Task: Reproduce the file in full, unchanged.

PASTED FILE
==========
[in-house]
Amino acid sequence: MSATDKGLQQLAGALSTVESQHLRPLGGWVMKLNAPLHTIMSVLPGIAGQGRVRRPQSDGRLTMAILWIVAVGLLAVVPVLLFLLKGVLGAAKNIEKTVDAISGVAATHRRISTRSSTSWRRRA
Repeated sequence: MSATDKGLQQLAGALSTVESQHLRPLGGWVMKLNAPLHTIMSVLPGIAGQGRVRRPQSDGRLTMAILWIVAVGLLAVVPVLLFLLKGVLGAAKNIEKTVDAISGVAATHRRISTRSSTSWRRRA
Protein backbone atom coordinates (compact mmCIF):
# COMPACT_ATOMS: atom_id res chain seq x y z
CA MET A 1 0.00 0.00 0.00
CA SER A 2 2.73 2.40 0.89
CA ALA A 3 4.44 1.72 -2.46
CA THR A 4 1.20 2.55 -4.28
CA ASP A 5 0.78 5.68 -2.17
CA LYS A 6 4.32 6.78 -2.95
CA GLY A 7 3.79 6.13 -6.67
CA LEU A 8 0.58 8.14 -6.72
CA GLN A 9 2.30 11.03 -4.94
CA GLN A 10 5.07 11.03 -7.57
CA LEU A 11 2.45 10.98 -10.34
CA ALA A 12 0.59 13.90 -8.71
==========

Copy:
[in-house]
Amino acid sequence: MSATDKGLQQLAGALSTVESQHLRPLGGWVMKLNAPLHTIMSVLPGIAGQGRVRRPQSDGRLTMAILWIVAVGLLAVVPVLLFLLKGVLGAAKNIEKTVDAISGVAATHRRISTRSSTSWRRRA
Repeated sequence: MSATDKGLQQLAGALSTVESQHLRPLGGWVMKLNAPLHTIMSVLPGIAGQGRVRRPQSDGRLTMAILWIVAVGLLAVVPVLLFLLKGVLGAAKNIEKTVDAISGVAATHRRISTRSSTSWRRRA
Protein backbone atom coordinates (compact mmCIF):
# COMPACT_ATOMS: atom_id res chain seq x y z
CA MET A 1 0.00 0.00 0.00
CA SER A 2 2.73 2.40 0.89
CA ALA A 3 4.44 1.72 -2.46
CA THR A 4 1.20 2.55 -4.28
CA ASP A 5 0.78 5.68 -2.17
CA LYS A 6 4.32 6.78 -2.95
CA GLY A 7 3.79 6.13 -6.67
CA LEU A 8 0.58 8.14 -6.72
CA GLN A 9 2.30 11.03 -4.94
CA GLN A 10 5.07 11.03 -7.57
CA LEU A 11 2.45 10.98 -10.34
CA ALA A 12 0.59 13.90 -8.71